B Vitamin Tablets Alzheimer’s disease seems to have engulfed around 1.5 million elderly in UK, 5 million in USA and 14 million in Europe. With this disease spreading like wildfire, the following news may benefit such patients. A recent study commenced by the Oxford University reveals that daily intake of B vitamin tablets can halve the rate of brain shrinkage in elderly people suffering from mild memory problems.

The investigators conducted a two-year randomized clinical trial, which is claimed to be the largest study analyzing the effect of B vitamins on mild cognitive impairment. It has also been regarded as the first disease-modifying trial in Alzheimer’s field to show positive results in people. Scientists estimate that 1 in 6 elderly people above the age of 70 develop mild cognitive impairment, experiencing problems with memory, language, or other mental functions, but not to a degree that interferes with daily life. Most of them are later diagnosed with dementia, mainly Alzheimer’s disease within five years of the disease identification.

Rebecca Wood, Chief Executive of the Alzheimer’s Research Trust, which co-funded the study, highlighted, “These are very important results, with B vitamins now showing a prospect of protecting some people from Alzheimer’s in old age. The strong findings must inspire an expanded trial to follow people expected to develop Alzheimer’s, and we hope for further success. We desperately need to support research into dementia, to help avoid the massive increases of people living with the condition as the population ages. Research is the only answer to what remains the greatest medical challenge of our time.”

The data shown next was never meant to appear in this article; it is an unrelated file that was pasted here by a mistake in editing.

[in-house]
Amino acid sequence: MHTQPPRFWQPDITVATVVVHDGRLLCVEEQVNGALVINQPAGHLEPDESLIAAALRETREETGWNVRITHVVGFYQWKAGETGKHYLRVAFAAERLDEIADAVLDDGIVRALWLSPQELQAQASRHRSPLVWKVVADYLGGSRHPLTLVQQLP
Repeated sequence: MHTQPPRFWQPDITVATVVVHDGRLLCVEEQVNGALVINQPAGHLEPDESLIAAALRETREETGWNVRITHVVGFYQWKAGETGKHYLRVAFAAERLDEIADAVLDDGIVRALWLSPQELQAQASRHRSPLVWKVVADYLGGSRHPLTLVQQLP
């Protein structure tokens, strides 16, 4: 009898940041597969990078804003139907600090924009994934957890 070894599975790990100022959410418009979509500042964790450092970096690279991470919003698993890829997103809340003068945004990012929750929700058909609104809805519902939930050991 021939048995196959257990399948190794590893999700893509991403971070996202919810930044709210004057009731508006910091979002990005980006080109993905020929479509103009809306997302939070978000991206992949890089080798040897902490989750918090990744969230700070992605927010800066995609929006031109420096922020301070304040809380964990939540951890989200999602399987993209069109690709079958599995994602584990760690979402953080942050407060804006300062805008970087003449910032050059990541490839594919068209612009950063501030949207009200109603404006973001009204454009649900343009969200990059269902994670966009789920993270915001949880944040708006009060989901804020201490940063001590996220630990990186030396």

It is known that some B vitamins such as folic acid, vitamin B6 and vitamin B12 govern the levels of amino acid homocysteine in the blood. This acid has apparently been linked to an elevated risk of Alzheimer’s. Therefore the team aimed to find out if B vitamins that lower homocysteine could slow the higher rate of brain shrinkage, or atrophy, observed in mild cognitive impairment or Alzheimer’s. 168 volunteers aged 70 or above were comprised in the study. These participants were suffering from mild memory problems. During the study, half of them were given high dose B vitamin tablets for two years and the other half were provided with a placebo tablet.

Professor Chris Kennard, chair of the Medical Research Council’s Neurosciences and Mental Health Board which co-funded the study, said, “This MRC-funded trial brings us a step closer to unraveling the complex neurobiology of ageing and cognitive decline, which holds the key to the development of future treatments for conditions like Alzheimer’s disease. The findings are very encouraging and we look forward to further research that is needed in order to test whether B vitamins can be recommended as a suitable treatment.”

With the help of MRI scans, experts kept a track on disease progression in this group throughout the analysis. The scans measured brain atrophy rate for a period of two years. It was noted that on average the brains of those taking folic acid, vitamin B6 and B12 treatment shrank at a rate of 0.76% every year. But the placebo group displayed a mean brain shrinkage rate of 1.08%. It was concluded that people with significantly high levels of homocysteine had atrophy rates on treatment that were half of those on placebo

The scientists also inspected cognitive test scores which showed that those with the slowest rate of shrinkage scored more strongly. The rate of brain atrophy is known to be more rapid in those with mild cognitive impairment leading to Alzheimer’s. It can therefore be ascertained that vitamin treatment can slow down the development of the disease. However, clinical trials may be initiated to understand the benefits of vitamin in fighting Alzheimer’s disease.

The study is published in the journal PLoS ONE.